By Mike Hughes
Gannett News Service
By Mike Hughes
"Monty Python's Personal Best," 9 and 10 p.m., PBS; continues March 1 and 8. Comedy has rarely been funnier or sillier than in the British series "Monty Python's Flying Circus." Now we can re-savor that. The five survivors have picked favorite sketches and taped new material to go with them. They've also combined on an hour for the late Graham Chapman. The first hour is from Eric Idle; sketches involve silly Olympics, lumberjacks and a hairdresser expedition to Mount Everest. Then there's the Chapman hour with sketches on Spam, wrestling, Oscar Wilde and mollusks.
"American Idol," 7 p.m., Fox. The 12 guys have their turn tonight. There are poster-worthy guys for teens (Will Makar) and grown-ups (Ace Young). There's a teen crooner (David Radford), a strong country voice (Bucky Covington), a passionate rocker (Chris Daughtry) and more. Viewers vote afterward, as usual; on Thursday, they'll learn which two men and two women (from Tuesday's voting) are out.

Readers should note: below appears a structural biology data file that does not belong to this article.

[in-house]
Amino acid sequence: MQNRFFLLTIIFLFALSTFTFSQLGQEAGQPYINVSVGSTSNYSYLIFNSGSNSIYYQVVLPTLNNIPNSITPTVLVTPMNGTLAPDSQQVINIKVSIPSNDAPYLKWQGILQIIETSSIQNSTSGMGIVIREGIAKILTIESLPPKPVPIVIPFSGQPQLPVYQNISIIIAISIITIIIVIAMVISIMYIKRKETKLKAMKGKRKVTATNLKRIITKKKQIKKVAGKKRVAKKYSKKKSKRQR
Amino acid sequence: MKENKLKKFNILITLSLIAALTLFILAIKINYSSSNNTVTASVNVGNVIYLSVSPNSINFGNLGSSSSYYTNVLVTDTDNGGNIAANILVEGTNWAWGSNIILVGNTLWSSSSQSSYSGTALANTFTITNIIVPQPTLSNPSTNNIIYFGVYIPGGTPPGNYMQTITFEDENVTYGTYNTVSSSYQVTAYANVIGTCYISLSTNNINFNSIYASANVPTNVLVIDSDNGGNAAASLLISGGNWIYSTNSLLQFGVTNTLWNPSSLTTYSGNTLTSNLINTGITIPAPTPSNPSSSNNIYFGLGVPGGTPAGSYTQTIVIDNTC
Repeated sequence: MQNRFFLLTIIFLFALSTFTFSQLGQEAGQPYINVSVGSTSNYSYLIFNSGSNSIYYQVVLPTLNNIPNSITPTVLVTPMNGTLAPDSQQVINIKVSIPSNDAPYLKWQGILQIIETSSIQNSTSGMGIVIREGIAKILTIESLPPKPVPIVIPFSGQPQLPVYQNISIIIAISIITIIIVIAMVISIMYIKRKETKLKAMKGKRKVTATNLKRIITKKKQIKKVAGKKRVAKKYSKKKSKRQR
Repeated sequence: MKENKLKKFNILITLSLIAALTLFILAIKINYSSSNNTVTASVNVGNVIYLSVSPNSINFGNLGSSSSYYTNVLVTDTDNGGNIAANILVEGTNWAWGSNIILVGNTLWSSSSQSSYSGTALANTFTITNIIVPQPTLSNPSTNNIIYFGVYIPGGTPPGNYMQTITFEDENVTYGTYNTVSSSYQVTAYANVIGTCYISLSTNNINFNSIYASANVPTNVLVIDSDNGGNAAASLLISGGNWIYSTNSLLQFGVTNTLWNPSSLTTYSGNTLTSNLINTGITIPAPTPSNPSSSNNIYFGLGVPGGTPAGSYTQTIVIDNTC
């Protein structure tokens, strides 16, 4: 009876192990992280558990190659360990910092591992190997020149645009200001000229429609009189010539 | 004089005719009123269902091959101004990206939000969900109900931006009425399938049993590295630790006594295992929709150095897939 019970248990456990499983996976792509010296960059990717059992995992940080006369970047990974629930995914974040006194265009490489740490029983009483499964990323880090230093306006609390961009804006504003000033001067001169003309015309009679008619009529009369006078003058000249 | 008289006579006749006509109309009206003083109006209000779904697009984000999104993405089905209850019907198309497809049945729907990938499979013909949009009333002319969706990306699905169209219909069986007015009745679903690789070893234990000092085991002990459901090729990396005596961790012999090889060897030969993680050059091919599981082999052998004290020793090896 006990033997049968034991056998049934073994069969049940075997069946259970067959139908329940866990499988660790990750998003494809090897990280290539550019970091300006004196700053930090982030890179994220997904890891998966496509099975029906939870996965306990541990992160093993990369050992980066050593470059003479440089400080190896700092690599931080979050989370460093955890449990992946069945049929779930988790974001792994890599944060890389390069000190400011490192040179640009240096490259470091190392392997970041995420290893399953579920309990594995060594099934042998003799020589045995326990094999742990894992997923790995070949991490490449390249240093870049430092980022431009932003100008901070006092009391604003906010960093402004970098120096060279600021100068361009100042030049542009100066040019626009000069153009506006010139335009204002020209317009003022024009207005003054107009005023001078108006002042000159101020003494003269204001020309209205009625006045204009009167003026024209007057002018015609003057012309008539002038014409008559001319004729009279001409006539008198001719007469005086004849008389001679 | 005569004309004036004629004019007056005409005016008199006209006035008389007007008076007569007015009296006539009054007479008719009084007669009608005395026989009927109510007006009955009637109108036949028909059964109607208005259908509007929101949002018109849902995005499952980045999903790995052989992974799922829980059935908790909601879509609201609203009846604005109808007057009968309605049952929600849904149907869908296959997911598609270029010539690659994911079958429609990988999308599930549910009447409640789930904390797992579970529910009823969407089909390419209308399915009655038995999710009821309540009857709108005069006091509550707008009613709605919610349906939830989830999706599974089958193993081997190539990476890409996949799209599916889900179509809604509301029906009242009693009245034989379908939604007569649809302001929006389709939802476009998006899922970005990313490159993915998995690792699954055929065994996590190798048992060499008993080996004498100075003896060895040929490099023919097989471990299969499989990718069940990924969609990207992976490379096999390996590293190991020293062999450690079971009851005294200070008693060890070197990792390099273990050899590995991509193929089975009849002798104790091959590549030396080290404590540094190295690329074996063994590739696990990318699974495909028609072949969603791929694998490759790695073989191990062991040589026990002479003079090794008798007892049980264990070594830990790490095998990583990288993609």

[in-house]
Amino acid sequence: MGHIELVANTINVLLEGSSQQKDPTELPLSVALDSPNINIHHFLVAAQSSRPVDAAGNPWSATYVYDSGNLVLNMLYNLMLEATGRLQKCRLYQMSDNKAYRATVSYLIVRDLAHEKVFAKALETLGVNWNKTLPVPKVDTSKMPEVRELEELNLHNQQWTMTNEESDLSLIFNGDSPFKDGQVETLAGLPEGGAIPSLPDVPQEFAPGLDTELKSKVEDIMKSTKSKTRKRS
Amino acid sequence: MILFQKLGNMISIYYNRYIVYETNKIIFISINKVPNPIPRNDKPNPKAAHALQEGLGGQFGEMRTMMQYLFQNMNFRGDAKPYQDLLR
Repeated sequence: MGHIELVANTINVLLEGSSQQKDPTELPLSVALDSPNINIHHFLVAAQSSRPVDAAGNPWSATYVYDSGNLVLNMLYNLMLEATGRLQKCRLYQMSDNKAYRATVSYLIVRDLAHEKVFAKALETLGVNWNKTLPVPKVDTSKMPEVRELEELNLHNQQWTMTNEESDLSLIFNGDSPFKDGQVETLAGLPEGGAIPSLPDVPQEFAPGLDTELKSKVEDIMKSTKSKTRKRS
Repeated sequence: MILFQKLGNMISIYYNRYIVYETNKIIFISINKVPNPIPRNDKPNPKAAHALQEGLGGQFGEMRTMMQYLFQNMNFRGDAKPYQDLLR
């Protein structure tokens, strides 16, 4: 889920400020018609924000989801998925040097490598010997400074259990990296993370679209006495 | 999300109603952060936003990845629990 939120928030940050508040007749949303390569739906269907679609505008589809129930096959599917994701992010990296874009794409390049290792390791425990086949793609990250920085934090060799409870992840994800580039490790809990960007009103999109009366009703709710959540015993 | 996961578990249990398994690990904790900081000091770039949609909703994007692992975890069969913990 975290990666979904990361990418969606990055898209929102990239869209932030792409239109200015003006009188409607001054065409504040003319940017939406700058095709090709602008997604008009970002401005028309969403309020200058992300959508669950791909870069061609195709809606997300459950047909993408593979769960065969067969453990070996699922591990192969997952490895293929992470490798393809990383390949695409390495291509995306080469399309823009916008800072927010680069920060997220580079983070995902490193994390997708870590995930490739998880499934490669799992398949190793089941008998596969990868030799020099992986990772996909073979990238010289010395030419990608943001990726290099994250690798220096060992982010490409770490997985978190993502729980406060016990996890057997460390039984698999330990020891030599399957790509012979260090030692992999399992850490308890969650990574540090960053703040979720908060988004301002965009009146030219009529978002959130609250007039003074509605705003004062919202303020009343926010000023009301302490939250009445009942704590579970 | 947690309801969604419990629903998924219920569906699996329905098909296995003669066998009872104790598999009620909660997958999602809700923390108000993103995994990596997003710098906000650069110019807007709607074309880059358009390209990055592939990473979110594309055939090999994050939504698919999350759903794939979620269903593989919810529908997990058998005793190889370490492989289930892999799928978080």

"The George Lopez Show," 7 p.m., ABC. Trying to teach his rich niece (Aimee Garcia) about work, George gets her a job at the factory. He soon finds that life is different for the young and beautiful.
"Freddie," 7:30 p.m., ABC. After just getting back together with Denise, Freddie suddenly has Rose's attention.
"Windsor Castle: A Royal Year," 8 p.m., PBS. Scattered through the calendar are grand events at Windsor Castle. This hour captures the traditions and beauty. It starts with the Easter season then has the Order of the Garter ceremony, the Royal Ascot horse race and more.
"Lost," 8 p.m., ABC. Here, yet again, is the show's pilot. This time, it's in its two-hour form, not chopped into two episodes. Viewers don't really need to see it again — the pilot has been shown several times and has gotten great ratings. Still, this is beautifully done.
"CSI: NY," 9 p.m., CBS. The owner of a doll hospital has been killed, and is clutching a possible clue.
"Project Jay," 9 p.m., Bravo. When Jay McCarroll won in the "Project Runway" series he was still living and working in his parents' rural Pennsylvania home. He tooled around in an old red truck, wearing clothes that suggested a big-city eccentric. He's now ready to take New York by storm. This fun documentary follows the early months of his fame.